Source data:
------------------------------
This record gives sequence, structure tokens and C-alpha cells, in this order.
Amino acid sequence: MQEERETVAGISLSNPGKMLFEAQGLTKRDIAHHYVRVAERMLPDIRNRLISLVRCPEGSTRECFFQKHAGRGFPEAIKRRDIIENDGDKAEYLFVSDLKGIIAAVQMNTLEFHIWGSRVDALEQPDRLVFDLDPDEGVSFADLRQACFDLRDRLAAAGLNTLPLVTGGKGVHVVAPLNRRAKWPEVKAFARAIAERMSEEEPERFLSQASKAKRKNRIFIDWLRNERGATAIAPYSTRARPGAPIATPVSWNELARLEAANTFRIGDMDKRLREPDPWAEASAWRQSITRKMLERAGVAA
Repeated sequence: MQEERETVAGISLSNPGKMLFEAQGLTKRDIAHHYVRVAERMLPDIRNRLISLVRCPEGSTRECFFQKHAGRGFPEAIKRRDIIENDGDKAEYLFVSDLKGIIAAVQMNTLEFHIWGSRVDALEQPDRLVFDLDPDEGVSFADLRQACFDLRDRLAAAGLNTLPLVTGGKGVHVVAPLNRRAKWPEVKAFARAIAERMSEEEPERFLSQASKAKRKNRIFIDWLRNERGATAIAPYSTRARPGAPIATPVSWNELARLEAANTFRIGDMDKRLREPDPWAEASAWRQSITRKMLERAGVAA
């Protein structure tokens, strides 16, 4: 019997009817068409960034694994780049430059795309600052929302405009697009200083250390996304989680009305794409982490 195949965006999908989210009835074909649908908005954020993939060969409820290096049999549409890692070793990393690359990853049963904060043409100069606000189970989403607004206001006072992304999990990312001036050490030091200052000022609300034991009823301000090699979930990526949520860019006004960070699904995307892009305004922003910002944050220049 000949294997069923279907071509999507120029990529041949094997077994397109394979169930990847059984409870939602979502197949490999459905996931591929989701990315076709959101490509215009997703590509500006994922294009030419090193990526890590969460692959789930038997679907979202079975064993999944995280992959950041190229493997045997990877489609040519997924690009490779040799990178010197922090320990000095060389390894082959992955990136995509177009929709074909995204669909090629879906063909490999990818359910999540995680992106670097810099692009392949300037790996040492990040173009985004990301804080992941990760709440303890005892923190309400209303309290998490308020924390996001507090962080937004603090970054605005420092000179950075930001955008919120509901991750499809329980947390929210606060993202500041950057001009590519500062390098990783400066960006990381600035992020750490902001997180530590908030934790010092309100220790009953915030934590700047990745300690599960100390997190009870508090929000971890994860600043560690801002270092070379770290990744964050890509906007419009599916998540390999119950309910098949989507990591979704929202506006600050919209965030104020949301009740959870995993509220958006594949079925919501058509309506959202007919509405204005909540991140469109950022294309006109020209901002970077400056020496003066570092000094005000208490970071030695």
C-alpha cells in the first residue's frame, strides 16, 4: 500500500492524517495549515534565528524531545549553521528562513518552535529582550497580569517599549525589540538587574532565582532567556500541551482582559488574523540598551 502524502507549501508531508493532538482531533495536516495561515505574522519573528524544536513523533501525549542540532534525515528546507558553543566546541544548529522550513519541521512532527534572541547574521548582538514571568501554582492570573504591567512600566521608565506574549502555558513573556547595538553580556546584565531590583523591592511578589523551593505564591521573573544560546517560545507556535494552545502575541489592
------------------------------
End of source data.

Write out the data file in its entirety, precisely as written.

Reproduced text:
This record gives sequence, structure tokens and C-alpha cells, in this order.
Amino acid sequence: MQEERETVAGISLSNPGKMLFEAQGLTKRDIAHHYVRVAERMLPDIRNRLISLVRCPEGSTRECFFQKHAGRGFPEAIKRRDIIENDGDKAEYLFVSDLKGIIAAVQMNTLEFHIWGSRVDALEQPDRLVFDLDPDEGVSFADLRQACFDLRDRLAAAGLNTLPLVTGGKGVHVVAPLNRRAKWPEVKAFARAIAERMSEEEPERFLSQASKAKRKNRIFIDWLRNERGATAIAPYSTRARPGAPIATPVSWNELARLEAANTFRIGDMDKRLREPDPWAEASAWRQSITRKMLERAGVAA
Repeated sequence: MQEERETVAGISLSNPGKMLFEAQGLTKRDIAHHYVRVAERMLPDIRNRLISLVRCPEGSTRECFFQKHAGRGFPEAIKRRDIIENDGDKAEYLFVSDLKGIIAAVQMNTLEFHIWGSRVDALEQPDRLVFDLDPDEGVSFADLRQACFDLRDRLAAAGLNTLPLVTGGKGVHVVAPLNRRAKWPEVKAFARAIAERMSEEEPERFLSQASKAKRKNRIFIDWLRNERGATAIAPYSTRARPGAPIATPVSWNELARLEAANTFRIGDMDKRLREPDPWAEASAWRQSITRKMLERAGVAA
């Protein structure tokens, strides 16, 4: 019997009817068409960034694994780049430059795309600052929302405009697009200083250390996304989680009305794409982490 195949965006999908989210009835074909649908908005954020993939060969409820290096049999549409890692070793990393690359990853049963904060043409100069606000189970989403607004206001006072992304999990990312001036050490030091200052000022609300034991009823301000090699979930990526949520860019006004960070699904995307892009305004922003910002944050220049 000949294997069923279907071509999507120029990529041949094997077994397109394979169930990847059984409870939602979502197949490999459905996931591929989701990315076709959101490509215009997703590509500006994922294009030419090193990526890590969460692959789930038997679907979202079975064993999944995280992959950041190229493997045997990877489609040519997924690009490779040799990178010197922090320990000095060389390894082959992955990136995509177009929709074909995204669909090629879906063909490999990818359910999540995680992106670097810099692009392949300037790996040492990040173009985004990301804080992941990760709440303890005892923190309400209303309290998490308020924390996001507090962080937004603090970054605005420092000179950075930001955008919120509901991750499809329980947390929210606060993202500041950057001009590519500062390098990783400066960006990381600035992020750490902001997180530590908030934790010092309100220790009953915030934590700047990745300690599960100390997190009870508090929000971890994860600043560690801002270092070379770290990744964050890509906007419009599916998540390999119950309910098949989507990591979704929202506006600050919209965030104020949301009740959870995993509220958006594949079925919501058509309506959202007919509405204005909540991140469109950022294309006109020209901002970077400056020496003066570092000094005000208490970071030695």
C-alpha cells in the first residue's frame, strides 16, 4: 500500500492524517495549515534565528524531545549553521528562513518552535529582550497580569517599549525589540538587574532565582532567556500541551482582559488574523540598551 502524502507549501508531508493532538482531533495536516495561515505574522519573528524544536513523533501525549542540532534525515528546507558553543566546541544548529522550513519541521512532527534572541547574521548582538514571568501554582492570573504591567512600566521608565506574549502555558513573556547595538553580556546584565531590583523591592511578589523551593505564591521573573544560546517560545507556535494552545502575541489592